Mählis, G., Kleine, A., Lüschow, D. et al. 2023. Clicker training as an applied refinement measure in chickens. Animals 13(24), 3836.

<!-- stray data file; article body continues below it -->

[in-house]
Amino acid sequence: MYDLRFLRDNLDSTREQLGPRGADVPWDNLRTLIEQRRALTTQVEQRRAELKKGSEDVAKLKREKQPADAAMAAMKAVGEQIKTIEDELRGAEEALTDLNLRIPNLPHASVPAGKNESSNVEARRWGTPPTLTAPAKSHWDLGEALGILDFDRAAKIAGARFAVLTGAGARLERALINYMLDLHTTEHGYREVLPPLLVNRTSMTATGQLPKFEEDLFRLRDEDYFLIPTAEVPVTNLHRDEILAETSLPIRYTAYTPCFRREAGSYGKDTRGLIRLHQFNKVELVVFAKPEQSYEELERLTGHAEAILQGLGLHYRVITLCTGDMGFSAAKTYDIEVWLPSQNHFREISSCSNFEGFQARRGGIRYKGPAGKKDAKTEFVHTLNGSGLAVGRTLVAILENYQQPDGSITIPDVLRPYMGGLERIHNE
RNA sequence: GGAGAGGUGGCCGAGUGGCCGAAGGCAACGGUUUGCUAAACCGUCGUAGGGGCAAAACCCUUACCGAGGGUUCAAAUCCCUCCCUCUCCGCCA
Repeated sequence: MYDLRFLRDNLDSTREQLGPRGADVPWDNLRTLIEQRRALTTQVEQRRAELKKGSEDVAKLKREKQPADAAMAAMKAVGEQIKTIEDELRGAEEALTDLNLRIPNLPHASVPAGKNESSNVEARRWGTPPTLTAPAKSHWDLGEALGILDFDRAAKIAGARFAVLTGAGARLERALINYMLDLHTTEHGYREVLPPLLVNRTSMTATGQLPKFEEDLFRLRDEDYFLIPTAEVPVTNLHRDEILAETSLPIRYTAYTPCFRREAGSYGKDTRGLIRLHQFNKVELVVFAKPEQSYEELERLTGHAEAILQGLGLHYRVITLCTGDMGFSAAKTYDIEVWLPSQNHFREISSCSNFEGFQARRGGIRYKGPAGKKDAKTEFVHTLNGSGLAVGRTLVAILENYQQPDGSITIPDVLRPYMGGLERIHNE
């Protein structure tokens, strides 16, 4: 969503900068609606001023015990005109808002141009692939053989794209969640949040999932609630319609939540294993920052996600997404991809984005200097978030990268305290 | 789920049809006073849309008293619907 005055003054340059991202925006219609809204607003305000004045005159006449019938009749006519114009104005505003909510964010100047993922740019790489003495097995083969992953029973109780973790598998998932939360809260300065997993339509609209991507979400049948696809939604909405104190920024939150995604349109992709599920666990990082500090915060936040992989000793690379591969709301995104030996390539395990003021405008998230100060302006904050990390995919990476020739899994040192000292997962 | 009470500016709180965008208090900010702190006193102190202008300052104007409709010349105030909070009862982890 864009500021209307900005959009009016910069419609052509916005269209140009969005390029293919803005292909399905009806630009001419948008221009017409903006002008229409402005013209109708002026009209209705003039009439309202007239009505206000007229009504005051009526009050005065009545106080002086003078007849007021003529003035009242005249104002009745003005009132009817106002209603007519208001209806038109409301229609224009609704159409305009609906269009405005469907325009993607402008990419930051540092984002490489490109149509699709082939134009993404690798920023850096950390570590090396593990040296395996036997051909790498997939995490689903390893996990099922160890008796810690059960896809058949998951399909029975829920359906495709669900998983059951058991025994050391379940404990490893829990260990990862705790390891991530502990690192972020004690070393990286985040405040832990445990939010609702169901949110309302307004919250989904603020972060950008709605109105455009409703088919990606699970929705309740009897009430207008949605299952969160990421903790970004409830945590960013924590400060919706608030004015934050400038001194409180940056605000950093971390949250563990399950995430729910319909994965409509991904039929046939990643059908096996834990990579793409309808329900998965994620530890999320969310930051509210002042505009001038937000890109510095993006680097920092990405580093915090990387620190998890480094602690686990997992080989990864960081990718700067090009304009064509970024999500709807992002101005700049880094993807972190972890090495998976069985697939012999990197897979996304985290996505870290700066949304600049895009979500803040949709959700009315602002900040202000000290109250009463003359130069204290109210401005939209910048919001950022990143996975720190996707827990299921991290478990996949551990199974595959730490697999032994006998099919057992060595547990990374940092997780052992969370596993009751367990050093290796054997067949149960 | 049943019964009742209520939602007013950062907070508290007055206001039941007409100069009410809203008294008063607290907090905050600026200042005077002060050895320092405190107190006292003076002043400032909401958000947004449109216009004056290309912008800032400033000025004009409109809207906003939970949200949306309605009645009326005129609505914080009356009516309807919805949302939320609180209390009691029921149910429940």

When using chickens in animal studies, the handling of these animals for sample collection or general examinations is considered stressful due to their prey nature. For the study presented here, plasma and salivary corticosterone as well as New Area Test behavior and fecal output were used to evaluate whether it is possible to influence this stress perception using a three-week clicker training program. The results indicate that clicker training seems to be a suitable refinement measure in the sense of cognitive enrichment for the husbandry of this species. However, since it was also shown that three-week training was not sufficient to sustainably reduce the stress perception with regard to prolonged stressor exposure, and since it was also evident that manipulations such as routine blood sampling are perceived as less stressful than assumed, further studies with prolonged training intervals and situations with higher stressor potential are warranted. Also, further parameters for training assessment must be considered. For the general use of training as a supportive measure in animal experiments, its proportionality must be considered, particularly considering the expected stress and adequate training time.

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